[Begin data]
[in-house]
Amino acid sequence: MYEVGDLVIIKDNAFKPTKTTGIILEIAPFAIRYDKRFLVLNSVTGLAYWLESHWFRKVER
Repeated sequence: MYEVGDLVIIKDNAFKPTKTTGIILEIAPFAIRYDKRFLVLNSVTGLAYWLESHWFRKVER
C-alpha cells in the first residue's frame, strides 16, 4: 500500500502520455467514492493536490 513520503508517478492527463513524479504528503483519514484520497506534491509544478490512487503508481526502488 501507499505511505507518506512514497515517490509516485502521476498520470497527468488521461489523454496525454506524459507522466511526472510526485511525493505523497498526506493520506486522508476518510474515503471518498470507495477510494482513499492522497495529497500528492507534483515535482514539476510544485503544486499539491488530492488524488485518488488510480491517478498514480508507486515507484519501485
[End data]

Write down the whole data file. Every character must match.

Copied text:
[in-house]
Amino acid sequence: MYEVGDLVIIKDNAFKPTKTTGIILEIAPFAIRYDKRFLVLNSVTGLAYWLESHWFRKVER
Repeated sequence: MYEVGDLVIIKDNAFKPTKTTGIILEIAPFAIRYDKRFLVLNSVTGLAYWLESHWFRKVER
C-alpha cells in the first residue's frame, strides 16, 4: 500500500502520455467514492493536490 513520503508517478492527463513524479504528503483519514484520497506534491509544478490512487503508481526502488 501507499505511505507518506512514497515517490509516485502521476498520470497527468488521461489523454496525454506524459507522466511526472510526485511525493505523497498526506493520506486522508476518510474515503471518498470507495477510494482513499492522497495529497500528492507534483515535482514539476510544485503544486499539491488530492488524488485518488488510480491517478498514480508507486515507484519501485